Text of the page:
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Roztocze is undouptedly full of fantastic tastes to discover. This is area of culinary exploration, and Guciow farm is for sure one the most important part of this 'research'.
First impression: Wintertime, snow-storm outside! One, second, third stair, large wooden room, heat and flames from the fireplace, Christmas deceoration below the ceiling. Apples on the line funny swing right-left, right-left.
First dish: aromtic Zurek (Polish soup prepared from rye, garlic, herbs, potatoes, sometimes bacon, ribs, sausage, mushrooms) warmed my cold entrails. The menu is not too rich but it prove that dishes are fresh and home-made.
Next: Choose 'Reczczoniak' - eastern invention - dumpling filled with potatoes and buckwheat (it will destroy you previous dishes' ranking :). You prefer meat? OK. Try the porkneck in the herbs. The home-made 'bigos' (sausage, mushrooms and sauerkraut - yummy) is also worth of consideration.
One of photos included to this descrptions shows you the list of dishes (only in Polish :( with prices.
You are not hungry? Simply visit the Guciow inn, order something to drink and enjoy the atmosphere of tranquility and out-of-race forgetfulness when outside snow and storm.
And whene you've got a bit of luck the farm host treats you to his favourite alco-drink called tenderly "The moisture of the gorge" :)) After it the winter-cold will be only blurred impresssion :)))
this SUPPLEMENT was created during my second visit in Guciow farm (may 2008): AVOID this place during the national holidays. The crowd of people here takes away the pleasure of being here, in nature full of traditions.
Updated May 7, 2008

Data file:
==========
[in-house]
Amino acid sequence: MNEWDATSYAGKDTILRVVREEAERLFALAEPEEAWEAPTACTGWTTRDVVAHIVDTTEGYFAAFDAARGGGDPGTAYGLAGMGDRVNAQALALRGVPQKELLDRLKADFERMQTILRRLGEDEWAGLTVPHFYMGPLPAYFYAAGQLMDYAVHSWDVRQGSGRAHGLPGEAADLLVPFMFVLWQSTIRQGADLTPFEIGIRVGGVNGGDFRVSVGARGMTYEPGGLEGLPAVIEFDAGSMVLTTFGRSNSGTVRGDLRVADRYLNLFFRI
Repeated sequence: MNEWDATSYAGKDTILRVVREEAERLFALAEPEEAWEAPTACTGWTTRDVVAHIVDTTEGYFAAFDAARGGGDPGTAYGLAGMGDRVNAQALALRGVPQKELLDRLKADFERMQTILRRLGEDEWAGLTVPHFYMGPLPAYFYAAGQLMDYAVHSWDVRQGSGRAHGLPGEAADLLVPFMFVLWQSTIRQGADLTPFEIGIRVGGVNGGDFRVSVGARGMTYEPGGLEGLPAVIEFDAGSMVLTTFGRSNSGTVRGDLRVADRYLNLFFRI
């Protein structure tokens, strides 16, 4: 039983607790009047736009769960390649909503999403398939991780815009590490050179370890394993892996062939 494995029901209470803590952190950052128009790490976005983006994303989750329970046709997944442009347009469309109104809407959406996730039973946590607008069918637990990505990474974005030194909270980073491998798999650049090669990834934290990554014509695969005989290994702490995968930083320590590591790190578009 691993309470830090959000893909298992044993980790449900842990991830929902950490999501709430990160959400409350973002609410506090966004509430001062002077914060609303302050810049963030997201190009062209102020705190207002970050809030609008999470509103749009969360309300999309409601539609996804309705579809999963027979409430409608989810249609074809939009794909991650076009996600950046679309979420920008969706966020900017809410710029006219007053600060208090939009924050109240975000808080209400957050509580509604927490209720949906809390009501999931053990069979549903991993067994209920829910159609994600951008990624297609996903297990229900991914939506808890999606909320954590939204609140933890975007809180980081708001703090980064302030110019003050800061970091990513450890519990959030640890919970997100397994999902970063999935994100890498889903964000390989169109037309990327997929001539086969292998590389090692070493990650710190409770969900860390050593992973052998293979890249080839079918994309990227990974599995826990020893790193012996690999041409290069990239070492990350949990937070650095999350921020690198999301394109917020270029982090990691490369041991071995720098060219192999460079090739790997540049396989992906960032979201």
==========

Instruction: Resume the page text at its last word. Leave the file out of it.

Near Susiec, between settlements of Oseredek and Hamernia is located small but charming nature reserve "Czartowe pole" (Devil's field). Here the river Sopot created several small river rapids. This lovely place can be the superb point of your bike trip or just the stop during the walking across this part of Roztocze. -----------
You can also reach this place by car (free parking) and take the educational tourist route (about 1 km) along the river banks. Big recomendation.
Updated May 7, 2008
The national reserve "Tanew River Rapids" (in Polish "Szumy nad Tanwia") is the very picturesque place located just 5 km from Susiec. --------------
Although they are not high waterfalls you will not be dissapointed admiring them. The river Tanew is situated in the middle of Roztocze forests in totally unpolluted environment. Near its wild banks you can find big trees, many singing birds, small meadows. (almost)Only the forces of nature regulate the look of this land, so in many places it looks like it was before centuries. The old virgin forest.--------------
From the small car parking near the bridge over Tanew starts the educational route around the waterfalls. The path is very well-preserved and labelled. Only 2 km from "Tanew reserve" you can find the river Jelen rapids, so it's worth to link the visit in Tanew with expedition to Jelen.
Updated May 6, 2008
Susiec is the small town (or large village:) located in the Central Roztocze about 50 km from Zamosc and 40 km from Polish-Ukrainian border crossing in Hrebenne. It is excellent base camp for visiting nature and history pearls of Roztocze. --------------
Distances: 5 km from Susiec to "Tanew reserve", 9km next reserve area "Devil's field" ("Czartowe pole"), 8km from here one can swin in Majdan Sopocki lakes, 20 km concentration camp museum in Belzec, 24 km charming small town of Krasnobrod, etc... --------------
Susiec has excellent connection with main and smaller bike and walk routes. There is also great place for bird-watching, fishing, kayaking.--------------
Here you can find rich offer of accomodation from private rooms to campings and small hotels. Although I have to underline that finding the place during the national holidays can be difficult.
Updated May 6, 2008